7. Bayler, E. et al., IOOS Data Assimilation: Connecting Regional Associations and the National Backbone, IOOS Summit Whitepaper (2012), available at

  8. Birkemeier, W. et al., Revising the IOOS National Wave Observation Plan, IOOS Summit Whitepaper (2012), available at

  9. Blumberg, A.F., Multi-Scale, Multi-Model Data-Based Prediction Systems Supporting Navigation and Maritime Safety, IOOS Summit Whitepaper (2012), available at

  10. Fredericks, J., et al. Outreach and Collaboration Emerging Activities, IOOS Summit Whitepaper (2012), available at

  11. DiGiacomo, P.M., Malone, T.C., Requirements for Global Implementation of the Strategic Plan for Coastal GOOS, IOOS Summit Whitepaper (2012), available at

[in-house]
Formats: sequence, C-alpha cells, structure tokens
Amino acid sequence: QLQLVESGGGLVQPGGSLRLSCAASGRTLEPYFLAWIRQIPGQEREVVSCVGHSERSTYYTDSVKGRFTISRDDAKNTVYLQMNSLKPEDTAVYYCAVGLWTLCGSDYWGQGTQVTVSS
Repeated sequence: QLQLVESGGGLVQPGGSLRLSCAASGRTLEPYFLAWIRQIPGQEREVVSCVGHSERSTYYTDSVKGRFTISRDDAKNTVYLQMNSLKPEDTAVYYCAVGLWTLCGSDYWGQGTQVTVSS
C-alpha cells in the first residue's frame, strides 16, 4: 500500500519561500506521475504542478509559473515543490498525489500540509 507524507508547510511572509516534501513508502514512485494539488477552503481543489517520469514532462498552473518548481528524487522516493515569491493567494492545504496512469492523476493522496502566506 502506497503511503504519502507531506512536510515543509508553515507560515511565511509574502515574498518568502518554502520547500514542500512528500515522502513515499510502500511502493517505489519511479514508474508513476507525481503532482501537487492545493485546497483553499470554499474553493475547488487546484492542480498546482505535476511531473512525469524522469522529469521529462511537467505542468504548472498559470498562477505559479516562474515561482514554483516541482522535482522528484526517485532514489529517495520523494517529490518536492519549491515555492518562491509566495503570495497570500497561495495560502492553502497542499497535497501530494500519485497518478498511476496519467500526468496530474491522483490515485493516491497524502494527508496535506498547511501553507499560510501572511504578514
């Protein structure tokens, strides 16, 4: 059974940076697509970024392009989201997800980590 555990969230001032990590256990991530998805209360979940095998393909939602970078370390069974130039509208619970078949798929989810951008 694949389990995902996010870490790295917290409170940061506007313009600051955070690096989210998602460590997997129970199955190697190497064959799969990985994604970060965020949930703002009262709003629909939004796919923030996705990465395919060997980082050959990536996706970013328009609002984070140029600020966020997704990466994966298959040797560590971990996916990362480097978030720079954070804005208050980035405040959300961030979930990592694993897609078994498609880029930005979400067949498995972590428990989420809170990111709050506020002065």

12. Guillermo, A. and Crowley, H., Ocean observing needs in a rapidly changing environment: The Alaska Outer Continental Shelf, IOOS Summit Whitepaper (2012), available at

  13. Crowley, M. et al., Building Coastal IOOS for the Next Decade: Following up on the Regional IOOS Build out Plans, IOOS Summit Whitepaper (2012), available at

  14. Gledhill, D.K., et al. An Integrated Coastal Ocean Acidification Observing System (ICOAOS), IOOS Summit Whitepaper (2012), available at

  15. Johnson, W.R., Payton, D., MacFadyen, A., Utilization of IOOS Observations for Planning and Emergency Response to Oil Spills, IOOS Summit Whitepaper (2012), available at